After descending from Mount Brinchang, we then headed to MARDI research centre. We were welcomed by the officer in charge and given a briefing about the place. This research centre is mainly aimed towards providing awareness about the preservation and rehabilitation of the environment and also to study the potential of the plants to be developed and commercialised in the area. This research centre also has its own nursery whereby the plants are being grown there and experiments are carried out onto the plants. This research centre is opened to all visitors.

After feasting ourselves with delicious lunch served by the hotel, we resumed to the next attraction, which was the Time Tunnel, which is not like your typical boring museum. It collects all artefacts like old posters of movie stars, antique kitchen appliances, saloon equipment, old television set, including classroom furniture. The owner of this museum explained to us that some of the artefacts in the Time Tunnel are his own, while the rest belong to his friends who share the same interest towards vintage collectibles. The joyful experience at Time Tunnel transported us to a bygone era that we could only read in our history textbooks.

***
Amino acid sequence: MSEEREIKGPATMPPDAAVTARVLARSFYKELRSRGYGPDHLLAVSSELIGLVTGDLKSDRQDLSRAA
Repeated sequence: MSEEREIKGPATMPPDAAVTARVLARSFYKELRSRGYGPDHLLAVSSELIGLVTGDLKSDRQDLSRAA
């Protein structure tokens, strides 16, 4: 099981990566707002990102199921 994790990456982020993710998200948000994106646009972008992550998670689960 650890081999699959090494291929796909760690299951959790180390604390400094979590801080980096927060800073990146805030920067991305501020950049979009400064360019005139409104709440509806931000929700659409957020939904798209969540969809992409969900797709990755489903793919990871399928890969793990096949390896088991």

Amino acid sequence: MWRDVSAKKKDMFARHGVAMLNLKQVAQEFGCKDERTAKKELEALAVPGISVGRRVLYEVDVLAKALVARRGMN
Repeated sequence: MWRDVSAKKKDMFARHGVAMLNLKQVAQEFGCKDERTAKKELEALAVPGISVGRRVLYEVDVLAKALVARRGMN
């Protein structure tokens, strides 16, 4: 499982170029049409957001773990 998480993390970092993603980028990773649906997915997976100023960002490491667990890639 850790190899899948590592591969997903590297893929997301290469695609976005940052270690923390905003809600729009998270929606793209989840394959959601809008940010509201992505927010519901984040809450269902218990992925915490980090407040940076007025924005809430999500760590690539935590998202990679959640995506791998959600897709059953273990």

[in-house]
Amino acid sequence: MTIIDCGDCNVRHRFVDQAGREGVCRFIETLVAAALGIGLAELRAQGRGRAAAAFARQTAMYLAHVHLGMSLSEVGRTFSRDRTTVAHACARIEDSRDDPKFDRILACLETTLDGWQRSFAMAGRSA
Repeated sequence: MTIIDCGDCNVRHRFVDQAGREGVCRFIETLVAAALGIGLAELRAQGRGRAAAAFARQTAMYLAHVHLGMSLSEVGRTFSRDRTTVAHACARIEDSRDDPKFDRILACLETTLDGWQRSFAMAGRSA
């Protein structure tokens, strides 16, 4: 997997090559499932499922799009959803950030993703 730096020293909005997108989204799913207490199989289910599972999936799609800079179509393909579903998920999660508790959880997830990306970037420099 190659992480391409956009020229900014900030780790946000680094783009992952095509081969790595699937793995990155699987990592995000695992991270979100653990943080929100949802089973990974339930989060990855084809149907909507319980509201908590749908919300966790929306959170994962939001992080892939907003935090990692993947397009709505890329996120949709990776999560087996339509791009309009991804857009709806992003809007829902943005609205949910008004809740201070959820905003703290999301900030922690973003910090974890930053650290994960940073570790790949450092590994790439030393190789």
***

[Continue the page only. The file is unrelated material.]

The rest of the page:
To those who are older, Time Tunnel also offered them the opportunity to reminisce the good old days.Coming back to the present, we made our way to a special café called Jasmine Café. We could easily spot the café from afar because of its outstanding choice of colour. There is a story behind the whole concept of the café.

The owner, Mr. Foong, is a local Chinese but he had been living in Amsterdam for more than 15 years, making him familiar with the culture and lifestyle of the land of tulips. One thing that captivated his interest the most is the food and that’s how the Jasmine Café was conceived. Apart from serving Western Food, Jasmine Cafe also serves local delicacies presented uniquely.

During our final day at Cameron Highlands, I felt that three days spent here seemed too short. The program ended with a small gathering and speeches. Silently, I said to myself, “I can see myself coming here again very soon”.